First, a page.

“They have the biggest canine teeth, per pound of body weight, of any species on earth. Just wait till you see them, Mate.” We were jolting up steep mountainside two-track on South Africa’s Eastern Cape, talking about baboons. A band of them had been raising Cain in the lambing pens, stealing corn out of the feed troughs and threatening the sheep. We’d been keeping an eye out for the troop while hunting plains game, without luck. Now we hunted the baboons specifically, hoping to reduce the pressure they were putting on the sheep.
The terrain was rough, rocky, and broken, with cliff-rimmed mountainsides soaring toward the skies. I was hunting with Dave Davenport, an eighth-generation stockman on the same land. The Boer war had been fought across his ranch, in part, and he showed me tarnished cartridges and bullets he’d picked up from ancient battlefields. The ranch sits deep in a natural horseshoe-shaped valley on the side of the mountains. Dave started Leopard’s Valley Safari here years ago and offers wonderful adventures hunting free-range plains game across the Eastern Cape.
My rifle was a well-balanced bolt action chambered in .280 Ackley Improved, with a 24-inch stainless Cerakoted barrel, hand-laid fiberglass stock, and Timney trigger.
Snugged atop the action in one-piece Talley mounts was a Zeiss Conquest V4 4-16X50 riflescope topped with an adjustable moa turret. I carried a Zeiss Victory RF binocular programmed to match my ballistics and environmental factors, which with a press of the button told me not only the yardage but also a dial-to moa number. It was a simple, fast, and accurate system.
My ammunition was hand loaded in Nosler brass, primed with Federal Gold Medal Match large rifle primers, charged with 59 grains of H4831SC powder, and topped with a 155-grain Federal Premium Terminal Ascent projectile with a BC of 0.586. Chronographed velocity was 2960 feet per second. The combination was lethal way further than I wanted to shoot at game.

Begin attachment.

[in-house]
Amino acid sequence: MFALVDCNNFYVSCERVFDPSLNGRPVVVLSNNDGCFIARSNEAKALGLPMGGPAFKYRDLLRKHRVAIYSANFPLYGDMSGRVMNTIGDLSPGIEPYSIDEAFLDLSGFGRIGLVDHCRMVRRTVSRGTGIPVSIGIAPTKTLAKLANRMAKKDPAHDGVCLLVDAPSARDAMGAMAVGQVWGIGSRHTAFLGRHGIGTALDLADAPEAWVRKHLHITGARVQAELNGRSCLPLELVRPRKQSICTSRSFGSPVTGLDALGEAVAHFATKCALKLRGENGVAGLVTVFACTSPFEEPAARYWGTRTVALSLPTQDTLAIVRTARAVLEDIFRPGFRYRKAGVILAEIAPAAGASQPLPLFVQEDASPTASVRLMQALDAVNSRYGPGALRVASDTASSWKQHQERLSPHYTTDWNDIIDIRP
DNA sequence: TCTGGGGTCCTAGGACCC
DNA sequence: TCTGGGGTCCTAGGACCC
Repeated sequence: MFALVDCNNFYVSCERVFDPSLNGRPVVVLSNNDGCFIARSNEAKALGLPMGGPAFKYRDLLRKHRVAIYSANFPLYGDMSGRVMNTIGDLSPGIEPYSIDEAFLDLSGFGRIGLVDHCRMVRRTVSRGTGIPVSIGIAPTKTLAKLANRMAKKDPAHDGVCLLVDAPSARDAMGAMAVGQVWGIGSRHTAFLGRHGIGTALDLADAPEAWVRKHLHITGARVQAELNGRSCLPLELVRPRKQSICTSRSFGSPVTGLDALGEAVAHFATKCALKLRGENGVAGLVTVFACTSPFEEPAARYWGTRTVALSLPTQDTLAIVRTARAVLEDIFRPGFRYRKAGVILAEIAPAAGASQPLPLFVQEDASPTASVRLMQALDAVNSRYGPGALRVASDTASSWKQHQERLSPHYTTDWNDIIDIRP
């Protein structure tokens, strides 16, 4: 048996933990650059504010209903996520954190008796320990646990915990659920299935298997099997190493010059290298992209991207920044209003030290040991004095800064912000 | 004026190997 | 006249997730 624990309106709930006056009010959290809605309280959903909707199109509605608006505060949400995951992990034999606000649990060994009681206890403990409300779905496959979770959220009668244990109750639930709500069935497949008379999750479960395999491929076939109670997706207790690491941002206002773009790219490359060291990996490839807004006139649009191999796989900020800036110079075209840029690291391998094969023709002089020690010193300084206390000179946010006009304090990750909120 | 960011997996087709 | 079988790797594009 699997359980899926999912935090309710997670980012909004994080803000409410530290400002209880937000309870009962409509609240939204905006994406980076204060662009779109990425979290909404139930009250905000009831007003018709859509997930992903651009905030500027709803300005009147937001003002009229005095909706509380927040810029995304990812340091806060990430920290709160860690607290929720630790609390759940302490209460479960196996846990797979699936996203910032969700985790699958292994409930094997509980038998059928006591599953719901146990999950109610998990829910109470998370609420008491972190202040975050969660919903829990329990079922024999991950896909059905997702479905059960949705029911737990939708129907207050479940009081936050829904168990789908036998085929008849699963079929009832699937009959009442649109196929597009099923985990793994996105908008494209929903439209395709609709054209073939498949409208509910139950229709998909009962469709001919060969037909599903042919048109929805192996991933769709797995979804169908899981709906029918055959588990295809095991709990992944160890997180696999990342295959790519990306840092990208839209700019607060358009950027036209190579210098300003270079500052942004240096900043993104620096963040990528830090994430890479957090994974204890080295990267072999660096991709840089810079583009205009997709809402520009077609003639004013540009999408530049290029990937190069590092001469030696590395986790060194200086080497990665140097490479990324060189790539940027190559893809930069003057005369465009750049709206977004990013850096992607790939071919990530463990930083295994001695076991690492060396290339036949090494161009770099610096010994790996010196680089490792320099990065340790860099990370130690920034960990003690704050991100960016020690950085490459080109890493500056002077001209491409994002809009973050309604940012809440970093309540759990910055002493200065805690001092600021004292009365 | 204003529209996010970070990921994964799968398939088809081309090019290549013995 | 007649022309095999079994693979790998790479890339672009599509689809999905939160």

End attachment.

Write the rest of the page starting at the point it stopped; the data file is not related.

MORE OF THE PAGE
A SMUG BABOON
It was late in the hunt when we decided to get earnest about hunting the bandit baboons. We loaded into Dave’s quintessential Toyota Land Cruiser pickup and pointed it toward the mountainside where they liked to retreat during daylight hours. Dusk was coming on, and we hoped to intercept the bandits on their way toward the lambing pens. Cresting a small rise in the two-track, we did just that. The troop scattered into a small canyon, disappearing like so many wraiths into the brush. Except for the dominant male, a burly baboon who dwarfed the other members of his band. He loped across the canyon, strutted onto a small flat on top of the other side, and turned to look at us. Smugly, he sat down in plain sight, confident that he’d outrun our effective shooting distance and was safely out of range. He scratched himself. I found a good rest for my rifle.
The range was 413 yards; not extremely far, but then baboons are not real big. I cranked the scope’s power to eight, adjusted my turret, and settled my crosshairs on the baboon’s chest.
SHOOT OR DON’T SHOOT?
Place yourself in my position. You’re in Africa, drawing down on a marauding baboon. The target is small, not much bigger than a large American Coyote. The shot is long, but you’re shooting an accurate and stable rifle, loaded with superb long-range ammunition. Your optic is excellent and dialed to enable a dead-on hold. Your crosshairs are steady, and the wind is negligible. Do you take the shot?
HERE’S WHAT HAPPENED (TRUE STORY)
The big male still sat, smug in his own estimation of my lack of shooting prowess. I pressed the trigger. He collapsed in a heap. It was the last mistake he ever made.
Fact is, in this case, I’d have taken the shot even if the baboon had been twice the distance. Sure, there is a chance of making a less-than-perfect hit, but baboons are considered vermin across much of Africa, especially when they become problematic and predatory. I wouldn’t feel any ethical conundrum at taking a low probability shot at a grain-stealing rat, and the same applied to these baboons. That said, I was just as confident that I could kill the critter as he was that I couldn’t. Turns out I was right.